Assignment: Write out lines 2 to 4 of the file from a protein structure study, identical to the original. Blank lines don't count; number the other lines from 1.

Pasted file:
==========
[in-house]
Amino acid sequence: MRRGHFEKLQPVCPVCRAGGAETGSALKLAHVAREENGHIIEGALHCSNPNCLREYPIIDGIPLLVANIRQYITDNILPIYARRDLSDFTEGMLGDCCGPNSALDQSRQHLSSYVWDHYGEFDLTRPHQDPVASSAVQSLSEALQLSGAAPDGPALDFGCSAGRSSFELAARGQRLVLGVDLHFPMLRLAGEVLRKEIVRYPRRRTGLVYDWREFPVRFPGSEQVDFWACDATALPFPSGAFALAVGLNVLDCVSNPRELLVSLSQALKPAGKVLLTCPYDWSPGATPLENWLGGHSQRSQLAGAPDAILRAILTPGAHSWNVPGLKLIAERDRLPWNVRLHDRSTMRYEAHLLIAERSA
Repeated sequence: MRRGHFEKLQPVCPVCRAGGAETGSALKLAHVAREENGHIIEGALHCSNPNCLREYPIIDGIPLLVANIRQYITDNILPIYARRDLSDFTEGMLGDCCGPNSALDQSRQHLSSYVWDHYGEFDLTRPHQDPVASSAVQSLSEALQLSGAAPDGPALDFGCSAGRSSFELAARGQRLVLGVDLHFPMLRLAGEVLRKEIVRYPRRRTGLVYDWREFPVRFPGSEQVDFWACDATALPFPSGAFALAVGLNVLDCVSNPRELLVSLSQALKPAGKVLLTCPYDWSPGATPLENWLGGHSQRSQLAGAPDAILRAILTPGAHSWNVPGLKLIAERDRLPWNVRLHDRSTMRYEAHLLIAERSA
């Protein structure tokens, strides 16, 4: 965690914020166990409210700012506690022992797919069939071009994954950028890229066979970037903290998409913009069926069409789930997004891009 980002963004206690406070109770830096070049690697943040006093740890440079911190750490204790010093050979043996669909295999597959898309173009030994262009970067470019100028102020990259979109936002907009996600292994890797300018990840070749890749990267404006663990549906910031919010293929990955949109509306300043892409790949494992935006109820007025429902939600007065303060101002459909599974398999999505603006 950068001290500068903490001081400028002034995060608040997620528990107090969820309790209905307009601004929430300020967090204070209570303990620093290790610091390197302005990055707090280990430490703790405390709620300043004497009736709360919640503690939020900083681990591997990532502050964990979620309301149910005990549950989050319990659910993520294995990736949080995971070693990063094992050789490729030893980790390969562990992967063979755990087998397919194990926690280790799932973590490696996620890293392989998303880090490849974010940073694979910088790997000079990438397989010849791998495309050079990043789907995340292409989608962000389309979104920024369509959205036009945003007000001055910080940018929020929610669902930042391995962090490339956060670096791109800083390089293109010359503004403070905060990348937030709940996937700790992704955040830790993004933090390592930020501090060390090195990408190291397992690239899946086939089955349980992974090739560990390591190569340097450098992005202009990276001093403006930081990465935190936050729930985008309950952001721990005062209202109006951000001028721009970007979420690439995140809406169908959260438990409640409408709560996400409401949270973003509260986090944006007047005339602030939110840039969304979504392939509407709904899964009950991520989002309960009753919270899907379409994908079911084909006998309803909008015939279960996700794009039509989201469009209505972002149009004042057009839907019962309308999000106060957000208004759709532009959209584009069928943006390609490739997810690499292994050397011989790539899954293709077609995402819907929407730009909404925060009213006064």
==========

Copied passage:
Amino acid sequence: MRRGHFEKLQPVCPVCRAGGAETGSALKLAHVAREENGHIIEGALHCSNPNCLREYPIIDGIPLLVANIRQYITDNILPIYARRDLSDFTEGMLGDCCGPNSALDQSRQHLSSYVWDHYGEFDLTRPHQDPVASSAVQSLSEALQLSGAAPDGPALDFGCSAGRSSFELAARGQRLVLGVDLHFPMLRLAGEVLRKEIVRYPRRRTGLVYDWREFPVRFPGSEQVDFWACDATALPFPSGAFALAVGLNVLDCVSNPRELLVSLSQALKPAGKVLLTCPYDWSPGATPLENWLGGHSQRSQLAGAPDAILRAILTPGAHSWNVPGLKLIAERDRLPWNVRLHDRSTMRYEAHLLIAERSA
Repeated sequence: MRRGHFEKLQPVCPVCRAGGAETGSALKLAHVAREENGHIIEGALHCSNPNCLREYPIIDGIPLLVANIRQYITDNILPIYARRDLSDFTEGMLGDCCGPNSALDQSRQHLSSYVWDHYGEFDLTRPHQDPVASSAVQSLSEALQLSGAAPDGPALDFGCSAGRSSFELAARGQRLVLGVDLHFPMLRLAGEVLRKEIVRYPRRRTGLVYDWREFPVRFPGSEQVDFWACDATALPFPSGAFALAVGLNVLDCVSNPRELLVSLSQALKPAGKVLLTCPYDWSPGATPLENWLGGHSQRSQLAGAPDAILRAILTPGAHSWNVPGLKLIAERDRLPWNVRLHDRSTMRYEAHLLIAERSA
């Protein structure tokens, strides 16, 4: 965690914020166990409210700012506690022992797919069939071009994954950028890229066979970037903290998409913009069926069409789930997004891009 980002963004206690406070109770830096070049690697943040006093740890440079911190750490204790010093050979043996669909295999597959898309173009030994262009970067470019100028102020990259979109936002907009996600292994890797300018990840070749890749990267404006663990549906910031919010293929990955949109509306300043892409790949494992935006109820007025429902939600007065303060101002459909599974398999999505603006 950068001290500068903490001081400028002034995060608040997620528990107090969820309790209905307009601004929430300020967090204070209570303990620093290790610091390197302005990055707090280990430490703790405390709620300043004497009736709360919640503690939020900083681990591997990532502050964990979620309301149910005990549950989050319990659910993520294995990736949080995971070693990063094992050789490729030893980790390969562990992967063979755990087998397919194990926690280790799932973590490696996620890293392989998303880090490849974010940073694979910088790997000079990438397989010849791998495309050079990043789907995340292409989608962000389309979104920024369509959205036009945003007000001055910080940018929020929610669902930042391995962090490339956060670096791109800083390089293109010359503004403070905060990348937030709940996937700790992704955040830790993004933090390592930020501090060390090195990408190291397992690239899946086939089955349980992974090739560990390591190569340097450098992005202009990276001093403006930081990465935190936050729930985008309950952001721990005062209202109006951000001028721009970007979420690439995140809406169908959260438990409640409408709560996400409401949270973003509260986090944006007047005339602030939110840039969304979504392939509407709904899964009950991520989002309960009753919270899907379409994908079911084909006998309803909008015939279960996700794009039509989201469009209505972002149009004042057009839907019962309308999000106060957000208004759709532009959209584009069928943006390609490739997810690499292994050397011989790539899954293709077609995402819907929407730009909404925060009213006064």